One day while in Denmark, I took the train up the coast to see Kronborg Castle in Elsinore, once home, or so I thought, to the prince of Denmark who inspired Shakespeare’s Hamlet. While touring the castle, with its views over the Øresund to nearby Sweden, I learned how far from the facts Shakespeare had strayed to write one of the greatest works of literature. Before anyone accuses me of comparing myself to Shakespeare, let me be clear that that’s not what I mean by telling this story. But writers learn from the masters. One lesson I took from Shakespeare that autumn day inside the cold yellow-gray stone walls of Kronborg Castle was that writers throughout history have simultaneously turned to and away from facts to reach the emotional core of a story. I wanted to convey the emotional essence of Lili’s life as she herself perceived it, not as history would interpret it. She had left some of that self-perception in the historical record, via interviews and letters, Man into Woman, and through her legacy as Gerda’s greatest muse, but I believed there were vast blanks—unpainted canvases, so to speak—in need of filling in order to truly understand her heart. Those blank canvases in history are where I am drawn as a fiction writer.

The more I thought about Lili’s story, the more I came to see it through two lenses: one, the lens of love; and, two, the lens of art. First, love. We articulate and express many of our emotions through our relationships, and I came to believe that the key to understanding Lili was through Gerda—that the space between them, the private cave of their marriage, as I describe it in the novel, was where I wanted to take the reader. Some of this was documented, but some wasn’t, for the intimacies of a marriage, or any romantic relationship, often aren’t recorded for history. To write a love story, the story of a marriage, would require imagination and speculation—creating some of the details of how they lived, how they worked, how they fought, how they loved and cared for one another, turned to and away from one another. I decided to invent a character, Greta, who is both like the historical figure, Gerda, and not like her. Greta is inspired by the real Gerda, but many of the details of her life in the book are invented by me. I changed her name and her nationality (Gerda was Danish) as a way of saying this character conveys the emotional truth of the story while straying from some of the facts. If you read The Danish Girl, you might not learn everything there is to know about the actual Gerda, and yet I believe you will have a truthful portrait of who, at her essence, she really was.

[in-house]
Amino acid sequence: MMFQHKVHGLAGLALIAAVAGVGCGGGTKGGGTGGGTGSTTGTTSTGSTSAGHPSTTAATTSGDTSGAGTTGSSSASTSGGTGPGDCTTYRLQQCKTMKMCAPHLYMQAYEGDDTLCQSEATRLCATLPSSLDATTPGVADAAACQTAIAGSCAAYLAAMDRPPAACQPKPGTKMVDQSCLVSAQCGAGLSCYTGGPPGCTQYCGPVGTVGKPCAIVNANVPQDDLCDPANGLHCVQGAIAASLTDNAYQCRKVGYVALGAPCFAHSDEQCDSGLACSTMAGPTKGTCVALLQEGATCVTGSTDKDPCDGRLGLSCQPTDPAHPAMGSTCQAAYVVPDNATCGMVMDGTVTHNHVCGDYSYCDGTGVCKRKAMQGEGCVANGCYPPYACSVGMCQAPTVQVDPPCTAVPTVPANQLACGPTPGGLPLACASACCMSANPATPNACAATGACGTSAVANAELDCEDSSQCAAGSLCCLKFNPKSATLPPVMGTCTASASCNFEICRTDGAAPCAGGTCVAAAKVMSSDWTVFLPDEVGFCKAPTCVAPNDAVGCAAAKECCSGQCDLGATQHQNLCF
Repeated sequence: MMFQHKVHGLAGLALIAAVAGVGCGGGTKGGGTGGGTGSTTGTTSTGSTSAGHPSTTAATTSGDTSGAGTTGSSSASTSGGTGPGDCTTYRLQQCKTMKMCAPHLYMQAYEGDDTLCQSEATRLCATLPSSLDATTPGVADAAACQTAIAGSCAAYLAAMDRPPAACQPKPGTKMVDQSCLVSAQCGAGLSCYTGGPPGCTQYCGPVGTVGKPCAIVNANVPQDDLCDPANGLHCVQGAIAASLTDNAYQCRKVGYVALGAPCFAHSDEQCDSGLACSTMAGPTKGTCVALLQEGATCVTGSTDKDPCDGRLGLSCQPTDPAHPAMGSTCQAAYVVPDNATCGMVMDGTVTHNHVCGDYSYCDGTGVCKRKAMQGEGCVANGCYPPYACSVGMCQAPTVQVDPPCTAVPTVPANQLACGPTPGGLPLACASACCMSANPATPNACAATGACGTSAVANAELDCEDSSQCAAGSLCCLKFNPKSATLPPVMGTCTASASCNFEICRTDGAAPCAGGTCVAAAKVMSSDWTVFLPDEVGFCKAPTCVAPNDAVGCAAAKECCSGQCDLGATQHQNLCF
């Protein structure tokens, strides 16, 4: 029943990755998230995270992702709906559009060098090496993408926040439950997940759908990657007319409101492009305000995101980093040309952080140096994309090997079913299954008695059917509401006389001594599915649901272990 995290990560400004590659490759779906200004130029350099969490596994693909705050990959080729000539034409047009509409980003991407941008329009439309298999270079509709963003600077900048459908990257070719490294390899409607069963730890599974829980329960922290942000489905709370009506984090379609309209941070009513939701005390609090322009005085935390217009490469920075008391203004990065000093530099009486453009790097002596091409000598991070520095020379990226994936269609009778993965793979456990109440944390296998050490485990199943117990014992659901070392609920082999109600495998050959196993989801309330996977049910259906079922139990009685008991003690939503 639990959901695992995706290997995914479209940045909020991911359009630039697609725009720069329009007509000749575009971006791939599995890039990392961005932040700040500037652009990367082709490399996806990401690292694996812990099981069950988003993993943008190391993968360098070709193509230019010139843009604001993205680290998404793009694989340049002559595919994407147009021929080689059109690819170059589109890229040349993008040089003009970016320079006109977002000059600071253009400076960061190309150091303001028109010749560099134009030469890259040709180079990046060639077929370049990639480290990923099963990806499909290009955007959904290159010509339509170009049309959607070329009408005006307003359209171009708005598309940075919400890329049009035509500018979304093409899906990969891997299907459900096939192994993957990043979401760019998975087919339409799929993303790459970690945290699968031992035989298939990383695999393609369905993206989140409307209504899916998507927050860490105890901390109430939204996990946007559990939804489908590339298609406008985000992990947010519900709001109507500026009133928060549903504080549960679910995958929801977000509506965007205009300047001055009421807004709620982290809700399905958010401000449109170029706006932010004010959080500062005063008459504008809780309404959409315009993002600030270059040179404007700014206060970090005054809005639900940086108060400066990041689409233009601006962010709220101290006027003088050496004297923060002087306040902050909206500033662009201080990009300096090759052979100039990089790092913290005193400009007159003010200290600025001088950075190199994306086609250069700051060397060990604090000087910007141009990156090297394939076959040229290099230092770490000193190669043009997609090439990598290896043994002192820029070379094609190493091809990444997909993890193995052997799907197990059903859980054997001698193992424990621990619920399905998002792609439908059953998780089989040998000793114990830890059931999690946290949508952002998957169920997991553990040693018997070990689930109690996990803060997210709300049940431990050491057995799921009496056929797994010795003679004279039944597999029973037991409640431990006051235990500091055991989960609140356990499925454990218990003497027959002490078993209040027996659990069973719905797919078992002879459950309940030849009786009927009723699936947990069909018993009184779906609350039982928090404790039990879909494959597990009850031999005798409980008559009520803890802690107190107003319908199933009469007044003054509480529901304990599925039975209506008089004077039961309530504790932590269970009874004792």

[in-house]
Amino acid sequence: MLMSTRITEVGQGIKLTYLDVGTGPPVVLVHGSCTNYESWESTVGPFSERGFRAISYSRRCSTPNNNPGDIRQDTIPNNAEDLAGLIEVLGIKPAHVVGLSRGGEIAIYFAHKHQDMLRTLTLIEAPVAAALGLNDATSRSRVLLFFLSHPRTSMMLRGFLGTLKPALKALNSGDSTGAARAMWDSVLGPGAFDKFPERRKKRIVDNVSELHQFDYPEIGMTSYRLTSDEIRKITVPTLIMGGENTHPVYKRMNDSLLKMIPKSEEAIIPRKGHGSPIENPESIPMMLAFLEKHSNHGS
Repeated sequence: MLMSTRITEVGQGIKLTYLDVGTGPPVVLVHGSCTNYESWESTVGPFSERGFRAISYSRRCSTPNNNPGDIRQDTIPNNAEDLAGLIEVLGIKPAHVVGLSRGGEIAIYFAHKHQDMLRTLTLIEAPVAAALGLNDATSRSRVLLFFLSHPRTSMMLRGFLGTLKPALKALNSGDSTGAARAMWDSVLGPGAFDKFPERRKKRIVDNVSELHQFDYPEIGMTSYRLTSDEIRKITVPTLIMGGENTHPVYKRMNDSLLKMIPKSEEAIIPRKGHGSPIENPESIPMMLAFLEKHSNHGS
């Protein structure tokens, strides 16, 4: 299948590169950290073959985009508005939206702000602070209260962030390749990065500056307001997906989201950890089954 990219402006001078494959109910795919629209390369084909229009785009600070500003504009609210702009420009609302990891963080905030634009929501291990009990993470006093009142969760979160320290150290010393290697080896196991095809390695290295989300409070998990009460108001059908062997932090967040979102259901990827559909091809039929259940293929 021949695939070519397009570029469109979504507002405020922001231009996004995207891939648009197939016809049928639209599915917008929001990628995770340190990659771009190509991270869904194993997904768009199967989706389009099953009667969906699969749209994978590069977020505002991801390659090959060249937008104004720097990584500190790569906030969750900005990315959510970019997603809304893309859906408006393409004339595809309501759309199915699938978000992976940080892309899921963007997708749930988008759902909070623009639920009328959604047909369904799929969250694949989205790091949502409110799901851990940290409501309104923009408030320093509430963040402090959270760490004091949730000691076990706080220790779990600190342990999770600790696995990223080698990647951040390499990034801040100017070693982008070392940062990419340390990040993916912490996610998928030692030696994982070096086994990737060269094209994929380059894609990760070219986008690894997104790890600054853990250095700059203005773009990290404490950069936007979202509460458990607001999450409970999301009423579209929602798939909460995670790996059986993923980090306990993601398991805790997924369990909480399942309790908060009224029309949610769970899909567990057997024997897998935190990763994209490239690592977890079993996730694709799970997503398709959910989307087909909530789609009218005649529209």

The second lens through which I view Lili’s story is one of art. An artist sees that which does not yet exist. He or she imagines a future others cannot perceive. The artist—and the writer—reshapes reality so that it becomes even more vivid and lasting.  The story of Lili Elbe is a story of art, of creating, of imagining that which is yet to be. Einar and Gerda were artists—they experienced the world, and themselves, through their art. I purposefully use Einar’s name in the previous sentence and not Lili’s because she insisted she was not an artist. She claimed she knew nothing about painting and looked at pots of oil paint and empty canvases with no impulse to create. She said painting belonged to Einar. But I disagree. Lili was an artist—her greatest creation was herself. She imagined a future life and did everything she could to create it. I spent many long hours looking at Gerda’s colorful paintings of Lili, trying to understand both the woman depicted and the woman doing the depicting. The Danish Girl emerged as much from these paintings as from anything else. They are not literal depictions of Lili; they are elevated renderings (just as Monet’s haystacks are not literal). Yet Gerda’s paintings of Lili capture her essence and spirit more vibrantly than any photographs of her. The world first met Lili through those paintings. Through those paintings I first came to understand her. The Danish Girl is not a biography of Lili Elbe, and yet I hope, through imagination and interpretation, it shows the colors and contours and shadows of her soul.